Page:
Easiest way to lose your intellectual property? When your departing employee walks your intellectual property right out the door. It happens far too often and the insider threat you thought of as a hypothetical? Well, it is now a reality.
This is what apparently happened to Zynga.
Zynga (yes the game company is still alive and kicking) alleges in their complaint (United States District Court Northern District of California), that a number of employees have left their employ and went to a competitor, Scopely, with Zynga’s intellectual property in hand.
Nothing wrong with jumping ship to a greener pasture. Non-compete does not exist in California … so the move is all good. However, it’s not ok to take the intellectual property of your employer (even if you had a hand in creating it) out the door with you for use at your next employer.
Let’s look at the ‘alleged’ smoking guns.
Zynga filed suit against a direct competitor, Scopely. The claim: Former-employees departed Zynga and took (stole) the intellectual property of Zynga on their way out the door and directly to Scopley.
How much of Zynga’s intellectual property did the departing employee(s) take? What other agreements did the employees violate?
The complaint alleges:
Massimo Maietti (Maietti worked for Zynga as a senior level game designer and is now employed by Scopely as a Vice President and General Manager of Product Development). Forensic examination of Maietti’s laptop two days after his departure from Zynga showed how one day before he tendered his resignation he downloaded Zynga Google Drive folders to his laptop. Maietti then inserted a USB drive into the laptop, copied all the folders to the USB drive. The laptop drive’s “trash” file contained 20,000 files. An analysis of the corresponding Google Drive folders revealed that Maietti took over 14,000 files and approximately 26 GB which were from the folders. Within this treasure trove of documents was Zynga’s new Project Mars. (NOTE: Maietti’s access to these files were within his Zynga approved access, i.e. he had natural access to these folders on the Zynga Google Drive.)
Ehud Barlach (Barlach worked for Zynga as General Manager of Hit It Rich! Slots (“Hit It Rich!”). Forensic examination of Barlach’s Zynga issued computer revealed that when Barlach accepted Scopely’s offer of employment, he also offered to help Scopely raid Zynga’s workforce, which Scopley’s HR representative noted that had he not offered they would have asked on his first day.
It’s a dog eat dog world in the trenches of employee retention, and Zynga details the wholesale raid by Scopely on its talent pool, as a result of their contact with Maietti and Barlach. Three of which were Derek Heck, a Product Manager, Evan Hou, a Manager Data Analytics, and Zynga Lead Product Manager, Joshua Park.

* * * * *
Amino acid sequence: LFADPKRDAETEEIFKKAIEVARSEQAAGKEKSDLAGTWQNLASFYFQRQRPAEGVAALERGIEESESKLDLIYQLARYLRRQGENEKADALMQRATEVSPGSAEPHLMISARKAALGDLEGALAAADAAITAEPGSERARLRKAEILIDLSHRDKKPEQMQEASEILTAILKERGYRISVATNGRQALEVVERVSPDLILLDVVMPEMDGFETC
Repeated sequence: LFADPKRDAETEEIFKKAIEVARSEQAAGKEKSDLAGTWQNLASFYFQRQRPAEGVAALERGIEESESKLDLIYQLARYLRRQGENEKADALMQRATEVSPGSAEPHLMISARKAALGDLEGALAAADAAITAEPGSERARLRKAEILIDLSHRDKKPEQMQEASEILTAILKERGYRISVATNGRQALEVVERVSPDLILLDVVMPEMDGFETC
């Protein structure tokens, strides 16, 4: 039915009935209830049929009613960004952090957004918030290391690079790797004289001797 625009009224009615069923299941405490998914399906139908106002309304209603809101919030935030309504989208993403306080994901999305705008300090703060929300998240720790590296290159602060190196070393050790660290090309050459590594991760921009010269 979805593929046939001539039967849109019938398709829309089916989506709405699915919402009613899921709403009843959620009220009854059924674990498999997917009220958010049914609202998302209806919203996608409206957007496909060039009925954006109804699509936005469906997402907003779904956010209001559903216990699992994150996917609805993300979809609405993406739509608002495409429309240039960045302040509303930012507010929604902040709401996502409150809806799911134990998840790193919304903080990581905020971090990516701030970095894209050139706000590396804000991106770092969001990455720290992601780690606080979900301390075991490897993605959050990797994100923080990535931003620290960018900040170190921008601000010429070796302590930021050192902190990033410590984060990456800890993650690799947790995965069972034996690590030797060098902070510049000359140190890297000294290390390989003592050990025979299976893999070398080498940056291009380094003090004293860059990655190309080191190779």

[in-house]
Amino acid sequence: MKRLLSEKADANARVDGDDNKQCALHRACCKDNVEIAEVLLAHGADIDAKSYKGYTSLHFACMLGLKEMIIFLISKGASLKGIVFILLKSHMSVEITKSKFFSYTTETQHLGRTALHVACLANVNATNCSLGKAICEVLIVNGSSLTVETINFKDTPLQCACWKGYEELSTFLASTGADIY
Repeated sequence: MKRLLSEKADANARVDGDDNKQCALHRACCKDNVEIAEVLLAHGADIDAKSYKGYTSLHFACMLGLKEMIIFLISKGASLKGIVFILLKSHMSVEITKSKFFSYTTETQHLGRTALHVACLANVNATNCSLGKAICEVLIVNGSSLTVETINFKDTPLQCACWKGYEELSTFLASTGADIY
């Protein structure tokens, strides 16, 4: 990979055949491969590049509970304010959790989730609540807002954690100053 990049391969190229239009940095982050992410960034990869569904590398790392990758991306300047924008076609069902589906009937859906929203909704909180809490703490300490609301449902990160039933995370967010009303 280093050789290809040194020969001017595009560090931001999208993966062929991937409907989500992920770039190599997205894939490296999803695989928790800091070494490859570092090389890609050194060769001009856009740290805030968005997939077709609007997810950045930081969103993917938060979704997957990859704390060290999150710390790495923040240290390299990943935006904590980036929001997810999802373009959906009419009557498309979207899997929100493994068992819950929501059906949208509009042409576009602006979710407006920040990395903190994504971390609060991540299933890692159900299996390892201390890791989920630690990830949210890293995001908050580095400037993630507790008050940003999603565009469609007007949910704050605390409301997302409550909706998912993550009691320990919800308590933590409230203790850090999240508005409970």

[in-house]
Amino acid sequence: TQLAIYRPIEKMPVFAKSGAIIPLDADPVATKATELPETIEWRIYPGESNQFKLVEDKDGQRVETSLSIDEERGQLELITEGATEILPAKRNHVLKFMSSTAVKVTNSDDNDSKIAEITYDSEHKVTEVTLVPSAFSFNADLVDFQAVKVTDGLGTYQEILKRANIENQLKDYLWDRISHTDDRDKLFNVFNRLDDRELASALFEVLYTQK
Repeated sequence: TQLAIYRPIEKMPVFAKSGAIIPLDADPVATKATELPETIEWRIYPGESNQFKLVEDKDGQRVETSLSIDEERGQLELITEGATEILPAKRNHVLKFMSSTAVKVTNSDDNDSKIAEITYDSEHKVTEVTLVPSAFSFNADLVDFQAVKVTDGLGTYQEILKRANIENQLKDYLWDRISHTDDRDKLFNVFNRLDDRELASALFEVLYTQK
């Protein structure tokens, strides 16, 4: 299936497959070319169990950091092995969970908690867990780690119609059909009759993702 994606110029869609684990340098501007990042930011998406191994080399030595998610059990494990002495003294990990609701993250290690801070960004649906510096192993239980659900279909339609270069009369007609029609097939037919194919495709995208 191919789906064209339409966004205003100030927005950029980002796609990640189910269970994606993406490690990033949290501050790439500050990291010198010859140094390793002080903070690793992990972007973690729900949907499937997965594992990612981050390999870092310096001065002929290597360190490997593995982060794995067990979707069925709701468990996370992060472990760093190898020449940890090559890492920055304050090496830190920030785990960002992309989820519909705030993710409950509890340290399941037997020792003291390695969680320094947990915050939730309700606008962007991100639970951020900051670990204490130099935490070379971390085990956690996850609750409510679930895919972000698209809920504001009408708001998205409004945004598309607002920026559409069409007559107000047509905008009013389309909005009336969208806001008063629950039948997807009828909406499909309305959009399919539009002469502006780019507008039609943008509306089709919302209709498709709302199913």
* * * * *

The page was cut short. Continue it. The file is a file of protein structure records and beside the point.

The complaint indicates Zynga’s forensic analysis reveals “Barlach, Heck, and Hou all attached external USB devices to their Zynga-issued laptop computers in the weeks before resigning to go to work for Scopely. Heck also deleted more than 24,000 files and folders in the last month of his employment with Zynga, and referenced articles entitled, “How to erase my hard drive and start over” and “How to Erase a Computer Hard Drive…”.
What did Zynga do right?
They had their departing employees attest they had returned all Zynga’s intellectual property prior to their departure.
They also had the departing employee agree and sign that they would not solicit employees from Zynga for a period of one year.
“Maietti reaffirmed in writing that he had returned all of Zynga’s trade secrets and would not solicit its employees.”
They also preserved the laptop hard drives of employees who departed to competitors. The complaint explains: “Zynga realized that its key talent was being solicited and hired by Scopely with increasing frequency, Zynga commissioned a forensic examination of the departed employees’ computers, going back to Maietti’s resignation months earlier.”
Demonstrated forensic support capability should be in every company’s arsenal (in-house or out-sourced), Zynga was able to include the time line of Maietti’s removal of their intellectual property from the Google Drive to the laptop and then to the USB drive in their complaint.
• 9:01 a.m. – External USB device connected to laptop
• 9:04 a.m. – Google search for “download a google drive folder”
• 9:06 a.m. – Zip files downloaded to laptop
• 9:20 a.m. – Zip files copied onto external USB device
• 10:18 a.m. – Original Zip files placed in Trash (but not the copies Maietti created on his USB device)
Want to learn more and draw your own conclusions. Here is the Zynga complaint and the Scopley response — good reading.
How this plays out will be one worth watching.